My Journey As A Creative Designer - Woodworking and Beyond #933: Many Choices for the Same Project

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Blog entry by Sheila Landry (scrollgirl) posted 01-15-2013 12:33 PM 2374 reads 0 times favorited 5 comments Add to Favorites Watch
« Part 932: New Directions Part 933 of My Journey As A Creative Designer - Woodworking and Beyond series Part 934: Anticipation »

I spent the bulk of yesterday organizing and getting started on the next project. As usual, as I was thinking it through, several other ideas came to mind. I find that this happens often when developing a new idea.

While it can be a good thing, it also tends to slow me down. It is as if you go into a candy shoppe and see fifty different types of candy – each one delicious in their own way, and you are told that you can have only one or two pieces. How in the world do you choose?

There comes a point when I have to just shut off my mind and focus on the task at hand. I find that there are days when I look at a a basic idea and think to myself “I could do this with these!” . . . “Oh! And I can do this too!” . . . “And I can even do them this way!” . . .

Before long, I find that I overwhelm myself with choices and wind up going in circles with my thinking. And that isn’t really very productive.

So it comes to a point where I have to just stop thinking and start drawing. Since you can’t draw more than one thing at a time, you have to make a choice and put the pen to the paper (or the pen mouse to the tablet in my case) and just start pushing it around to create something. And go from there.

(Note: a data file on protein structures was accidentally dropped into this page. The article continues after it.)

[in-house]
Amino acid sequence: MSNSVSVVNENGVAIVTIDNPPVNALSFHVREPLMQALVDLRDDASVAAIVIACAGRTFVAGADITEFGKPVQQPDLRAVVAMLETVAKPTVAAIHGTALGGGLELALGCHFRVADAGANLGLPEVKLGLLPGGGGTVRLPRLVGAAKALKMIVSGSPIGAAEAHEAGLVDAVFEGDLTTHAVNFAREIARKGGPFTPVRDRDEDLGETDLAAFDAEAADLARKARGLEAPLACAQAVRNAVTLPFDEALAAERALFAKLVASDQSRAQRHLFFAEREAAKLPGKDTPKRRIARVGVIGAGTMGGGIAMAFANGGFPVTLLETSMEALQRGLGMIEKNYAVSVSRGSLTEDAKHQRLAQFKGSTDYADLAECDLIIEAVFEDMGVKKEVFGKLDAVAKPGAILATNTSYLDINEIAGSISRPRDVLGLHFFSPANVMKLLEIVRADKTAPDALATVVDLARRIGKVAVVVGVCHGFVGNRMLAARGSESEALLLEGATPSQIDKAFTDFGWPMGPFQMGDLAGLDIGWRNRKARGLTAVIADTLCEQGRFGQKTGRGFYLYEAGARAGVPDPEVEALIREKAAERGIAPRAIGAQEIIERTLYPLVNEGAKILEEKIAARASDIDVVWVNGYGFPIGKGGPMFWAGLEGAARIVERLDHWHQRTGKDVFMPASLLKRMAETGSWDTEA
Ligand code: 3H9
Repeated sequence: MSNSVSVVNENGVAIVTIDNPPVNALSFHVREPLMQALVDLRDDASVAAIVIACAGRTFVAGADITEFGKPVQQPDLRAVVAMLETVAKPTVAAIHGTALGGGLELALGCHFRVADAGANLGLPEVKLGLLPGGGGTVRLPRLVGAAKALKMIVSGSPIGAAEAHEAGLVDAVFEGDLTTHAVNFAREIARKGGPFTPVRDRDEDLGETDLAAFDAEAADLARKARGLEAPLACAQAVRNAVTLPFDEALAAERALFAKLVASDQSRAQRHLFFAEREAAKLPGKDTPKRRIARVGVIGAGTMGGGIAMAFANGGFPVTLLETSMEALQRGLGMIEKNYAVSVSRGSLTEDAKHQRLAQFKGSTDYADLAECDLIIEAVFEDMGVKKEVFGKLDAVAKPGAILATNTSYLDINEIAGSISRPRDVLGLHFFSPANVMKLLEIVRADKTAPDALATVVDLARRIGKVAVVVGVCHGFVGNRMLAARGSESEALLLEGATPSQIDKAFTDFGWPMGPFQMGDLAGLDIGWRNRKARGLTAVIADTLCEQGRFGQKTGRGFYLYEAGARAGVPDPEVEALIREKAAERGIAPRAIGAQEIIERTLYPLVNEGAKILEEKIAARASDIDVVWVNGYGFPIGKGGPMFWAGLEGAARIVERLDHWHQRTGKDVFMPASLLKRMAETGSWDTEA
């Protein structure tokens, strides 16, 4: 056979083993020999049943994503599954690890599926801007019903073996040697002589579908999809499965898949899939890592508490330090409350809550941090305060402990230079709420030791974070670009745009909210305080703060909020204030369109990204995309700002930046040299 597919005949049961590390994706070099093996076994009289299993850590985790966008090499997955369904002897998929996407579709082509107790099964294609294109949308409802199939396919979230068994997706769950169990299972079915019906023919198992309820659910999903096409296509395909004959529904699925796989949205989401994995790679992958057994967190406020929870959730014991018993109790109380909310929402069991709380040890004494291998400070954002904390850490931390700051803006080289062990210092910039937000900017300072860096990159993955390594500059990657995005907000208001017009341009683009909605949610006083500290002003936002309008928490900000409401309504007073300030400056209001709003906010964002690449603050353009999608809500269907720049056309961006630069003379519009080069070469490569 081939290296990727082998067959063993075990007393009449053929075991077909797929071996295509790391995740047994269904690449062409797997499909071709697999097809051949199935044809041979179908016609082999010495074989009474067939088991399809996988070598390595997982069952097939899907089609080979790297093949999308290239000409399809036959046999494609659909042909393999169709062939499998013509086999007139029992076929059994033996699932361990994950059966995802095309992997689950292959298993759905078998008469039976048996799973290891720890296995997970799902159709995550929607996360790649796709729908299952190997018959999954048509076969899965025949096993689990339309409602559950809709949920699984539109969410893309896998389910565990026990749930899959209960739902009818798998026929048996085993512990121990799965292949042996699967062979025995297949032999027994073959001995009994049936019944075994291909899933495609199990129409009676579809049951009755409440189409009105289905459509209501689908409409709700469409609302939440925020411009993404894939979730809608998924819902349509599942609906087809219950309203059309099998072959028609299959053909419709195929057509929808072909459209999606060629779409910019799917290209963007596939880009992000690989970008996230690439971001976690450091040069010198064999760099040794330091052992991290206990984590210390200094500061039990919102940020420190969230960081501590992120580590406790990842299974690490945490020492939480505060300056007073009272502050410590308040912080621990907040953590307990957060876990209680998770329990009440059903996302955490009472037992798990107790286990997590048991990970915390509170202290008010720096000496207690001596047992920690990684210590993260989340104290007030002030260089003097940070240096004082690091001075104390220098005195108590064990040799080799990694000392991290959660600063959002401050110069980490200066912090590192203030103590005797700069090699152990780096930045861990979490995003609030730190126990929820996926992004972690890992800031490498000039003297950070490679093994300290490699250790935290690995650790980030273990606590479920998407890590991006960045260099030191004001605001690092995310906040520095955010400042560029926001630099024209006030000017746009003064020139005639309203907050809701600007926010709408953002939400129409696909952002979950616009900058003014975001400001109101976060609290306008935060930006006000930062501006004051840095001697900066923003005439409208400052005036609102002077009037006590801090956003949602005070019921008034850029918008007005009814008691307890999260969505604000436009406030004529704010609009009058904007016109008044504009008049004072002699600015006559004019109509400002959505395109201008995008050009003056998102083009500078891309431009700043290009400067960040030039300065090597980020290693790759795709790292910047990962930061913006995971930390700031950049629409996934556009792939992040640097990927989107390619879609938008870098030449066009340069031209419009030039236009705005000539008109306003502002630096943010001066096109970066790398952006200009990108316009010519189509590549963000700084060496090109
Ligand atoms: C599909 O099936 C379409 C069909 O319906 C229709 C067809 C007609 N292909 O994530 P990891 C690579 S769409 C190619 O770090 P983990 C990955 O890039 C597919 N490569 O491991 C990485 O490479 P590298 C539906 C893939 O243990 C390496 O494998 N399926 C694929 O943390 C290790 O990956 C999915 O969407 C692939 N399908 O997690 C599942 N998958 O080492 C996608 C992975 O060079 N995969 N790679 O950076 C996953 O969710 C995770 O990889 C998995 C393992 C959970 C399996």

While it seems easy to say, it isn’t always as easy as you would think. I find that these different ‘versions’ of a certain idea can muddy up the water enough to really slow things down. I am constantly looking for things to make both my painting people happy as well as my scroll saw people. Many designs can be (somewhat) easily done in a version to please each of these groups, but there are times when I don’t know which one to do first.

So yesterday in my thinking about the next project, I began with designing a new pattern for the painters. I think this may be another design that the Artist’s Club would be interested in and it will be a great candidate for one that I will offer in kit form for the painters who don’t scroll.